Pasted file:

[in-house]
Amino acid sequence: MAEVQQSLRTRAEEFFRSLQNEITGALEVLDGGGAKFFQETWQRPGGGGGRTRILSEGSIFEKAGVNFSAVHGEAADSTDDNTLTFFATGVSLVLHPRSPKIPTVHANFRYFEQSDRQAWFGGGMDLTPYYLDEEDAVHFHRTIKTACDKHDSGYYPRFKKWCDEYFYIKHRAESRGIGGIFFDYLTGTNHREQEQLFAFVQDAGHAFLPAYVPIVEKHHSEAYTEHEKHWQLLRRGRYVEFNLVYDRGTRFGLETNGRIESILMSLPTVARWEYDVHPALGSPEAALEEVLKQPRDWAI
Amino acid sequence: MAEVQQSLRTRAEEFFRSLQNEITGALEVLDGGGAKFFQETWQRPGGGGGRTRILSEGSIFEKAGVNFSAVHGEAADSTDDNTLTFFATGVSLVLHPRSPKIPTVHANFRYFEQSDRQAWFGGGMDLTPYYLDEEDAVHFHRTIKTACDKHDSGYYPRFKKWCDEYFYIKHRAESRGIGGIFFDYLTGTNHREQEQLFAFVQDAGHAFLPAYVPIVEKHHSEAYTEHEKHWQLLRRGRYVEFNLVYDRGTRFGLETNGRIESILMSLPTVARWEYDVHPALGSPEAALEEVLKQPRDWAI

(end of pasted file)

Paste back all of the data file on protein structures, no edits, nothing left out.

[in-house]
Amino acid sequence: MAEVQQSLRTRAEEFFRSLQNEITGALEVLDGGGAKFFQETWQRPGGGGGRTRILSEGSIFEKAGVNFSAVHGEAADSTDDNTLTFFATGVSLVLHPRSPKIPTVHANFRYFEQSDRQAWFGGGMDLTPYYLDEEDAVHFHRTIKTACDKHDSGYYPRFKKWCDEYFYIKHRAESRGIGGIFFDYLTGTNHREQEQLFAFVQDAGHAFLPAYVPIVEKHHSEAYTEHEKHWQLLRRGRYVEFNLVYDRGTRFGLETNGRIESILMSLPTVARWEYDVHPALGSPEAALEEVLKQPRDWAI
Amino acid sequence: MAEVQQSLRTRAEEFFRSLQNEITGALEVLDGGGAKFFQETWQRPGGGGGRTRILSEGSIFEKAGVNFSAVHGEAADSTDDNTLTFFATGVSLVLHPRSPKIPTVHANFRYFEQSDRQAWFGGGMDLTPYYLDEEDAVHFHRTIKTACDKHDSGYYPRFKKWCDEYFYIKHRAESRGIGGIFFDYLTGTNHREQEQLFAFVQDAGHAFLPAYVPIVEKHHSEAYTEHEKHWQLLRRGRYVEFNLVYDRGTRFGLETNGRIESILMSLPTVARWEYDVHPALGSPEAALEEVLKQPRDWAI